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Wait a Minute--Man!
Written by Jan Larson
Monday, April 18, 2005

For the past couple of weeks, several hundred citizen volunteers have been patrolling a 23 mile stretch of the Arizona – Mexico border as part of the so-called “Minuteman Project.� Contrary to the dire warnings of opponents, the Minutemen volunteers have not turned this stretch of desert into a killing field as they meted out vigilante justice, but rather have assisted the border patrol in apprehending illegals crossing the border.

The presence of these volunteers has brought illegal border crossings to a virtual halt, which is, of course, the group’s goal.

While the Minuteman Project has focused the media spotlight on the problem of illegal immigration, the ultimate solution to the problem is much more complex than simply putting volunteers in lawn chairs along the border.

Illegal immigration, in general, is a multi-faceted problem that will require a similarly multi-faceted solution. As I see it, there are four classes of illegal immigrants that come into the United States across our southern border:

1. Those seeking employment to better their lives and the lives of their families.

2. Those seeking to benefit from the American welfare state with no desire to contribute to assimilate or otherwise contribute to American society.

3. Those involved in the drug trade and other organized crime activities.

4. Terrorists that would use the porous southern border as an easy access point into the United States.

Those that oppose controls on illegal immigration often point out that illegals (they never use that term) do the work that “Americans won’t do� and such workers contribute a great deal to our economy.

I agree with that conclusion to a point. Americans may not do certain jobs for the same wages paid to illegals, but that doesn’t mean that Americans won’t do those jobs. No landscaping company would have any problem finding Americans willing to mow lawns if lawn-mowing jobs paid $100 per hour.

Illegals compete with unskilled Americans at the lower end of the employment scale and this costs American jobs. Although few would admit it, most Americans don’t mind paying less for landscaping, housing, restaurant meals, hotel rooms and road construction than they would otherwise pay if union workers replaced the illegals working in these industries. In this respect, the labor of illegals does benefit Americans.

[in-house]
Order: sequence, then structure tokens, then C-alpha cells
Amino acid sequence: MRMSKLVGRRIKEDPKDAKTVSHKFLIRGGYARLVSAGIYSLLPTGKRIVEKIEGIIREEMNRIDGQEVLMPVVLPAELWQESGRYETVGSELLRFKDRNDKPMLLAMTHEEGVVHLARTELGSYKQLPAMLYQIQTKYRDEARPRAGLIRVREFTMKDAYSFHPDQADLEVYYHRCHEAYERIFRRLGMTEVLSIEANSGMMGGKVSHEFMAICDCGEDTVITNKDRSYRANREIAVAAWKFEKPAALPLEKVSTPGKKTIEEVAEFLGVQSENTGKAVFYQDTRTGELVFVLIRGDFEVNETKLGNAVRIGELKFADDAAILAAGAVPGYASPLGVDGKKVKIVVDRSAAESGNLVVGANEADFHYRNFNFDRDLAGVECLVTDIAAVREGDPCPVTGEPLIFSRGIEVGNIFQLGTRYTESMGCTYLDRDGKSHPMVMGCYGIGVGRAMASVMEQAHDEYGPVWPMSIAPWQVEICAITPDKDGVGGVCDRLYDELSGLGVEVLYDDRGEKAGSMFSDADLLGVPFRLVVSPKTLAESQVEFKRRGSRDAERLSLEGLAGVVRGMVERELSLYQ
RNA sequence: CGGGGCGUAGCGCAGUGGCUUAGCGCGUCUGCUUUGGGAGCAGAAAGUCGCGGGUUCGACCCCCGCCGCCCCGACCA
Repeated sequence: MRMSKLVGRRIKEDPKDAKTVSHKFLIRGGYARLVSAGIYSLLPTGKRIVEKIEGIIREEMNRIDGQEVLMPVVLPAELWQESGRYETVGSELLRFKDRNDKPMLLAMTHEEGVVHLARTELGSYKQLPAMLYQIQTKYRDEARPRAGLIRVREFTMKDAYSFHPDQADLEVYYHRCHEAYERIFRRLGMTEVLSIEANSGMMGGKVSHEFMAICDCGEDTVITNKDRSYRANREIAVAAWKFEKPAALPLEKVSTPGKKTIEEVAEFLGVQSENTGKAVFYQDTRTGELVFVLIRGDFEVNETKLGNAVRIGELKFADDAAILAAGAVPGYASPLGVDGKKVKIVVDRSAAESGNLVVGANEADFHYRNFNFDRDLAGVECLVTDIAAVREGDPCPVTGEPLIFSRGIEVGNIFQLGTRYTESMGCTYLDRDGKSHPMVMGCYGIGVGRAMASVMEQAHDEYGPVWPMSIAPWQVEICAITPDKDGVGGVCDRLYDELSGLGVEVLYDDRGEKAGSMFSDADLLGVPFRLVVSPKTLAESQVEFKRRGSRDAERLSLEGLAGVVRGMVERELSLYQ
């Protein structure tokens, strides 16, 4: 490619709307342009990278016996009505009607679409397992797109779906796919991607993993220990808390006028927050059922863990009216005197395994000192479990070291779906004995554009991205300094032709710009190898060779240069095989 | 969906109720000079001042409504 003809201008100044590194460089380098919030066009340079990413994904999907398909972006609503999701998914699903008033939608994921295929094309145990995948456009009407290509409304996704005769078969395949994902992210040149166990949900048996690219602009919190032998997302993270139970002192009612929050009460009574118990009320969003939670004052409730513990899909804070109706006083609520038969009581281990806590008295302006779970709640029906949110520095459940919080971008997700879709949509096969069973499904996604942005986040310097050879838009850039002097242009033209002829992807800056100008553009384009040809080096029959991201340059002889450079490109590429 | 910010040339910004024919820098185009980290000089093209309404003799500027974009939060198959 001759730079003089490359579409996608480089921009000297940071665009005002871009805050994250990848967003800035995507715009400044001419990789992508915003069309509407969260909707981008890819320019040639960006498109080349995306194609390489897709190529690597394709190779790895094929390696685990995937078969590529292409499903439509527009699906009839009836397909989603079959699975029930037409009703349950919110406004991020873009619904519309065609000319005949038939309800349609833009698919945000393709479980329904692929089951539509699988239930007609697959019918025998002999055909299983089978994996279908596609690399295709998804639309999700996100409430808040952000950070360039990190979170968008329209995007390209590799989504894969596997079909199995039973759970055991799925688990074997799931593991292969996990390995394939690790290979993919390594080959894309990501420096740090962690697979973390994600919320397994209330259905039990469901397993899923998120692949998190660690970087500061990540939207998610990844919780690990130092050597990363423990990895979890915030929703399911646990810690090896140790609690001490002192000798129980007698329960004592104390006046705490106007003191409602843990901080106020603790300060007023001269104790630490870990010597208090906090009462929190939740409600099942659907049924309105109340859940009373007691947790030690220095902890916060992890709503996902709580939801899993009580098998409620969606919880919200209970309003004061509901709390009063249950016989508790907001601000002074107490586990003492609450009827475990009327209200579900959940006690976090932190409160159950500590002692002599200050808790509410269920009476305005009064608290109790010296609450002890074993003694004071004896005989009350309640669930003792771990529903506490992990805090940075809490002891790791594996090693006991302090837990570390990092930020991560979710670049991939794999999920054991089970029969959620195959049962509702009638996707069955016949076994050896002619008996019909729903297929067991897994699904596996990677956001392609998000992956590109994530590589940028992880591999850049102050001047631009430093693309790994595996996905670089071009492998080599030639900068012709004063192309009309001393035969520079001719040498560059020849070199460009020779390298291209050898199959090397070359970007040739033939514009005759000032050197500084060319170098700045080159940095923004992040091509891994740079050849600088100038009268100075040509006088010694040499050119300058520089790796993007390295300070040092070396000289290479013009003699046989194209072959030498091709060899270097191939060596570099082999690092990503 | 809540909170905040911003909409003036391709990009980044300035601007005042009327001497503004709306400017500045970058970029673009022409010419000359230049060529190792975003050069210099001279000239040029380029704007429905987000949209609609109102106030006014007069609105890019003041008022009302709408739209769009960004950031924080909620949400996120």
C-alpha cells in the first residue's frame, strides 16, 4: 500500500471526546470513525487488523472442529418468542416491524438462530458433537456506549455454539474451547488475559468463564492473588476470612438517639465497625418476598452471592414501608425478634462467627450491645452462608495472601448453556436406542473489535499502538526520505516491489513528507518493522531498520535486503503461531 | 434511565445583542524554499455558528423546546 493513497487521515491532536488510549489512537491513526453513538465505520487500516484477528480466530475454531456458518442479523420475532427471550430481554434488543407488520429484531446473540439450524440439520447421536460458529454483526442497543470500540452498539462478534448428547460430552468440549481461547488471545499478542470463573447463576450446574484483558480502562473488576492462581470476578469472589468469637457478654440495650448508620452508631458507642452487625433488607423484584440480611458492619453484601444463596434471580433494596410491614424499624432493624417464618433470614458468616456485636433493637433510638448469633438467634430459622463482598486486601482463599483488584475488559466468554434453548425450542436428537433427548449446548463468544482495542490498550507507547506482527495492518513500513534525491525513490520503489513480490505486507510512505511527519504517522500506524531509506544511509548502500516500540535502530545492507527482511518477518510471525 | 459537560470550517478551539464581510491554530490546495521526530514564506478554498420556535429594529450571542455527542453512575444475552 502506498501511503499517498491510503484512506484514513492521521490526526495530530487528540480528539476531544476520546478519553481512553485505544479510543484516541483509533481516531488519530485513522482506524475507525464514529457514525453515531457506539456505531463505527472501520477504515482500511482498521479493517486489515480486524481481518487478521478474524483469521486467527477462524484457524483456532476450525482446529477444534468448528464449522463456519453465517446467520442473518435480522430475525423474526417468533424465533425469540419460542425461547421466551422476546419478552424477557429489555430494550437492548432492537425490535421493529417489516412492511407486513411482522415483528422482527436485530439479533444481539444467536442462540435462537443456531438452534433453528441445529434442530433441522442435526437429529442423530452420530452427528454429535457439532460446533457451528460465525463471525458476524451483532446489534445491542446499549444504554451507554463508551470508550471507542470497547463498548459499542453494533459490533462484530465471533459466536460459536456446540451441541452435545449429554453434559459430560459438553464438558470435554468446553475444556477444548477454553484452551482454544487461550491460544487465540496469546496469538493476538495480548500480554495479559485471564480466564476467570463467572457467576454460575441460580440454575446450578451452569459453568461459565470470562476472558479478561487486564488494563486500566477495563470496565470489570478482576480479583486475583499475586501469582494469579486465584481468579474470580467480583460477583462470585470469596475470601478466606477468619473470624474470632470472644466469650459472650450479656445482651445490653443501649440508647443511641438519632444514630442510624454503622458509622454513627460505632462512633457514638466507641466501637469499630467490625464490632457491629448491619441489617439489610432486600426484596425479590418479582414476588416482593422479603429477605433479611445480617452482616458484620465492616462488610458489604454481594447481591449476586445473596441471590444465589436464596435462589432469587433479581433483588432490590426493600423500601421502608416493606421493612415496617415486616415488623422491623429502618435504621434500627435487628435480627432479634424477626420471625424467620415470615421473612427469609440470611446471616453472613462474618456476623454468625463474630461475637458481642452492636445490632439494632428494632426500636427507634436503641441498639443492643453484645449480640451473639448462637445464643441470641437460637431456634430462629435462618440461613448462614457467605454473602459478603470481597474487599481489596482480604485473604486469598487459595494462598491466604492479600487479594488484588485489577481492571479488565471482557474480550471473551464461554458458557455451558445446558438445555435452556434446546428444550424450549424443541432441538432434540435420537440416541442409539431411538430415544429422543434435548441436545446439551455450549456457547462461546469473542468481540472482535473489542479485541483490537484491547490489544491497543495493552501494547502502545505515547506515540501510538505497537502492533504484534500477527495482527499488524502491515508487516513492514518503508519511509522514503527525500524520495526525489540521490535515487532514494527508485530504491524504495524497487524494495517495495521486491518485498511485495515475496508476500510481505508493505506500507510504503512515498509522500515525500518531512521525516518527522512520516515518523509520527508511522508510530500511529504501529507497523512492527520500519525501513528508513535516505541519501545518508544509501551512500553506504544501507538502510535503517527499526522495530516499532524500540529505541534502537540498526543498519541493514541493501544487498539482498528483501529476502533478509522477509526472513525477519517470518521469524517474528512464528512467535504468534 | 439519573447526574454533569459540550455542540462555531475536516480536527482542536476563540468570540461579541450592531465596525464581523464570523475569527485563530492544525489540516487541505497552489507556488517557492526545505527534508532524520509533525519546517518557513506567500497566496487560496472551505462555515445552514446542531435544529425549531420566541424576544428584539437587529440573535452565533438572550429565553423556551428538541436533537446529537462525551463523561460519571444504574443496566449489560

The citizens of Arizona recently approved a measure that limits some government services to illegal immigrants and some are pushing for even greater restrictions. These restrictions are designed to make Arizona a less-hospitable destination for illegals seeking to live off the support of Arizona taxpayers.

When the state and/or federal governments stop providing educational, health care or other benefits to illegals, illegals will no longer come here seeking those benefits. Any five-year-old child could figure this out, but it seems too many in government cannot. Those that come to the United States to only seek its bounty without contributing something in return benefit no one but themselves.

Obviously the most dangerous and troubling aspect of porous borders is the easy access into the United States for criminals and terrorists. While people seeking work and even those that would only seek to benefit from American government welfare do not pose a direct threat to the lives of Americans, criminals and terrorists are not so benign.

Since people crossing the border do not divulge their true intentions, it is ludicrous to somehow think that we could prevent criminals and terrorists from entering the United States while allowing “hard working� individuals with noble intentions to walk on in. We simply must take a stand to stop all illegal border crossings.

Some say that we should work with Mexico to develop a comprehensive immigration policy. That sounds nice in theory, but the simple fact is that the Mexican economy cannot support their population leaving many to live in poverty. It is in Mexico’s interest to export as many people to the United States as possible and have those people send dollars back to Mexico. It is foolish to count on Mexico to be of any help with the illegal immigration problem. It is simply not in the interest of Mexico to do so.

There is no denying that Americans do, on balance, benefit from the low-wage, manual labor currently done by illegals. For that reason, a well thought out guest worker program is desirable, but we cannot afford to let hundreds of thousands of illegals, honest and hard working along with criminal and terrorist, to pour into this country year after year. We must seal the border and stop the immigration chaos.

The Minuteman Project has demonstrated, at least on a small scale, that order can be restored without spending billions. But even if it did cost billions, what is the cost of doing nothing? A terrorist attack by someone entering from the south may be the price we must pay to find out.

About the Writer: Jan A. Larson is currently employed in private industry in Texas. He holds a Bachelor of Science degree from the University of Nebraska, a Master of Science degree from the University of Kansas and an MBA from Colorado State University.